14 Lessons From Making A Feature Film In Two Days by Hank Orion

Watch Hank’s video here on Youtube

Hi! My name is Hank Orion. I’m the writer, producer and director of THE JOB and I’m here to share 14 things I’ve learned from making my second feature film, THE JOB with you guys and Film Courage.

It’s Not About How Much You Have. It’s About What You Know: I will start with the most important and number 1 which is ‘It’s not about how much you have to make a movie. It’s about what you know.’ I never went to film school. I was rejected 7 times from film schools and I had to look for alternatives and Youtube was an option for me because there is so much material out there and I believe as an artist, as a filmmaker, you can always make it work with whatever you have. Filmmakers should know all departments, be it producing, writing, sound, acting, editing, sound editing, etc. because it’s important. And be like Robert Rodriguez.

Attitude Is Your Biggest and Most Loyal Friend: Number 2 is something many filmmakers just ignore and they tend to forget that film is a business and it’s all about attitude. Don’t leave anything for tomorrow. If you start a film, start a film. Set yourself a deadline, work towards a deadline and make it happen. Don’t procrastinate because it’s a really bad habit in life and in any business, especially in film. Let’s just be honest, competition is really, really hard. There are so many filmmakers making movies now and making really good movies and some people are just born with this crazy talent in their mind. They just can write amazing dialogue, they can have amazing vision, they can see the entire movie before it is ever written on a piece of paper, it’s amazing. Train yourself, compete with those people because film is competition. Again, it’s a business and you have to not make a movie that you will like (only you will like and your friends and family). You have to make a movie that people will like because it’s a business and your film does not belong to you because your film belongs to the audience. And without the audience you are nobody and nobody will watch your film. So make something people will enjoy but know your audience. Because that’s a huge mistake I made many times. It’s a huge mistake many people (many filmmakers) make. I write about 3 to 5 scripts a month and I do it only because I balance my time. It doesn’t mean I procrastinate or I would just abandon the project, I would balance it and still have deadlines to follow…(Watch the full video on Youtube here).

BIO:

Hank Orion

Hank Orion is a writer and director known for Despair (2017) and The Job (2017). Migrated to Italy from Ukraine with his mother at the age of 9. Hank was showing interest to the cinema at a very early age, following with the first screenplay written at the age of 12. Since then Hank focused on writing primarily, and by the age of 16 he had written several feature film screenplays and short stories. Later Hank studied painting at the Liceo Artistico Statale “Foiso Fois”, and later tourism at the Istituto Tecnico Commerciale Statale “Leonardo Da Vinci” in Cagliari, Italy. Hank was never good at school, and eventually, he left school and moved to London, England with a dream to become a filmmaker. That’s where he concentrated on the technical side of the craft and later was accepted to London Metropolitan University for Film and Television Production course. But two months later he left the university because he couldn’t afford tuition. Hank was working on independent films and projects as a runner, then camera assistant, then cinematographer. And eventually, in 2015 Hank attempted to make a first feature film, Outsiders (2015) which eventually became a short film due to the file loss and technical problems. Hank’s debut feature film Despair (2017), is a psychological thriller about a psychotic woman who invades lives of a married couple, was shot in Scotland with the crew of five over three weeks. Hank’s second feature film, The Job (2017) is a heist story about contractors that rob a bank and come to realize that one of them is playing a double game. It was filmed in just two days, with one camera, one lens and one light. Followed by The Boy With A Knife, a thriller about psycho traveling the world.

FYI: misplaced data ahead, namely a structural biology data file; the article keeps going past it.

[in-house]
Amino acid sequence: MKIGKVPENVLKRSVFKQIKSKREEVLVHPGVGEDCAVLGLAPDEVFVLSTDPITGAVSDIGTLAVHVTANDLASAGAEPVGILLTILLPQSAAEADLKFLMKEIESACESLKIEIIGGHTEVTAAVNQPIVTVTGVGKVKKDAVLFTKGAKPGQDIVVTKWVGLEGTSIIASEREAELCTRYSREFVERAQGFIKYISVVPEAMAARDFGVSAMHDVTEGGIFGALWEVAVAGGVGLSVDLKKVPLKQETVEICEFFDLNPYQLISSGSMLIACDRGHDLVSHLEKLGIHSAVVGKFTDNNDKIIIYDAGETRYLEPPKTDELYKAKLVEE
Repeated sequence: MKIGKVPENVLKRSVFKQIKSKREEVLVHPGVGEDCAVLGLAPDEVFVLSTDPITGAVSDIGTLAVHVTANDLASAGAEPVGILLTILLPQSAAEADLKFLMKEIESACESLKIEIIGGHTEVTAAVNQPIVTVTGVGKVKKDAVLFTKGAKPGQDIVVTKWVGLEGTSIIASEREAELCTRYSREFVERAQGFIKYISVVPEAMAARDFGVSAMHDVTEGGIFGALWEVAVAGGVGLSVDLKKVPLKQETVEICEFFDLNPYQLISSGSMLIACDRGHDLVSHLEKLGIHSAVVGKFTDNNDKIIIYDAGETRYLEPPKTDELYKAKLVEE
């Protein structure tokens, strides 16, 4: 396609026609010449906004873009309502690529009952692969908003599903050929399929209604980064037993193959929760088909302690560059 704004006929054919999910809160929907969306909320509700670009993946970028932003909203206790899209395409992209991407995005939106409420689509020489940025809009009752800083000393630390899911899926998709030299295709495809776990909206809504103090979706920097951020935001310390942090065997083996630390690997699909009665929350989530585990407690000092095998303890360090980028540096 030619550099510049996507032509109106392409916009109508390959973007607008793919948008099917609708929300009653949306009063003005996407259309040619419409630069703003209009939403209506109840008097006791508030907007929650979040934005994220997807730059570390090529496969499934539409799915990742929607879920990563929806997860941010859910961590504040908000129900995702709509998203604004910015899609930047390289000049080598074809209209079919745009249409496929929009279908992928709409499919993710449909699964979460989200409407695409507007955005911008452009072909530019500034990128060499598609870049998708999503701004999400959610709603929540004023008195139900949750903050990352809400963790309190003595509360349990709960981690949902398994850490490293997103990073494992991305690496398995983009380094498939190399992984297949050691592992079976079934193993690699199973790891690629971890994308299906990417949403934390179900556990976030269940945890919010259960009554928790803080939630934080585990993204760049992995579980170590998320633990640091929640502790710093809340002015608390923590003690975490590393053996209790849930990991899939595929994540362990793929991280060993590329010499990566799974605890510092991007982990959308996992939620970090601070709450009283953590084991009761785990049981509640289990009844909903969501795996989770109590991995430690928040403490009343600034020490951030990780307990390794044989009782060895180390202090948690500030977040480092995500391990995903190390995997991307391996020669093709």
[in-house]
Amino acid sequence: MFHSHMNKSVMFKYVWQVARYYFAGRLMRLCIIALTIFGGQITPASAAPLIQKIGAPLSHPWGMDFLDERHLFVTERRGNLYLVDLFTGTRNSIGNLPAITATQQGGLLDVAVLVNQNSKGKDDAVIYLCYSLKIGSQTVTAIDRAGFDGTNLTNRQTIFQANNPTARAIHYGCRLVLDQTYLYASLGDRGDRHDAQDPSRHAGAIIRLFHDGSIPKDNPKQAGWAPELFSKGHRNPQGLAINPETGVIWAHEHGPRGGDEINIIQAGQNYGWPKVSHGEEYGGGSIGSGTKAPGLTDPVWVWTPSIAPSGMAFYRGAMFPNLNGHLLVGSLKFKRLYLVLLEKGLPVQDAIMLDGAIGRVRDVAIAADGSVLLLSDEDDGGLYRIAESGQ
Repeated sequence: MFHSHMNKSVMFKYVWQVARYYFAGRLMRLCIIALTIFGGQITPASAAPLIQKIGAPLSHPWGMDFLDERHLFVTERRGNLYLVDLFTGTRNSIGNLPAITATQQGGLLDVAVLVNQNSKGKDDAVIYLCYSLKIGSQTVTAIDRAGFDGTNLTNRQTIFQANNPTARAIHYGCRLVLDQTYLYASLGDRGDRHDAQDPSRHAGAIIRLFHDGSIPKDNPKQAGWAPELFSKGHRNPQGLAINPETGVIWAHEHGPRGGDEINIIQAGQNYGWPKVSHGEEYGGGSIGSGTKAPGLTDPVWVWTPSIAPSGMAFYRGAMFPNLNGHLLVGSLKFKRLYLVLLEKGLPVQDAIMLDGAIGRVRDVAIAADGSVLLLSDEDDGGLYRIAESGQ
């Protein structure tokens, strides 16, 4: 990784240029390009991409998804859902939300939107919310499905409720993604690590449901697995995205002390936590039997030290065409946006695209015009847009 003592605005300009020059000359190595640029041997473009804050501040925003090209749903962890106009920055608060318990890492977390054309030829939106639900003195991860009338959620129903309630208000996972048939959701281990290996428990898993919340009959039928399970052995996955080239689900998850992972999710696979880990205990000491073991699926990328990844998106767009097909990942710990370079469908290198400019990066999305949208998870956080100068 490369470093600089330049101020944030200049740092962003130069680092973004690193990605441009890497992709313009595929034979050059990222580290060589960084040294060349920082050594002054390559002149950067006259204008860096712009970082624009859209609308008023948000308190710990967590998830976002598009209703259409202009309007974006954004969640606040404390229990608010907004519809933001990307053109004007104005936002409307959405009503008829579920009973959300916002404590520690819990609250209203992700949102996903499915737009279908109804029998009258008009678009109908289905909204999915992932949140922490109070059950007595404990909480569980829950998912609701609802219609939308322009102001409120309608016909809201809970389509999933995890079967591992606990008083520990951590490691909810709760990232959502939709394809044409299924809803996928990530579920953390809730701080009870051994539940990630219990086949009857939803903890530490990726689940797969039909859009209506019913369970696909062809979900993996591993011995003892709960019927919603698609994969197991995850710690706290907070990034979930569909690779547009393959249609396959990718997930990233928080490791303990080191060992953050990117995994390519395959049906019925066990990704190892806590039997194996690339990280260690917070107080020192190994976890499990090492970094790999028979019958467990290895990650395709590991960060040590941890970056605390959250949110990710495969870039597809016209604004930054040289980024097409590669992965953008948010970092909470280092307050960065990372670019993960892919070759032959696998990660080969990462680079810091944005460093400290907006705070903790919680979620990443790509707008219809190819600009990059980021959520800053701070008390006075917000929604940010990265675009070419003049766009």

CONNECT WITH HANK ORION:

Amazon Prime:

 

 

 

Advertisement

 

Maggie’s dreams of starting a family of her own begin to take shape after she and her husband, Jonah, purchase their first home together. However, the pretty picture’s frame cracks when Jonah loses his job writing for a newspaper soon after moving into the new house. Unable to handle the pressure, Jonah disappears and leaves Maggie to deal with the fallout by Writer/Director John Goshorn. Watch it on Amazon here!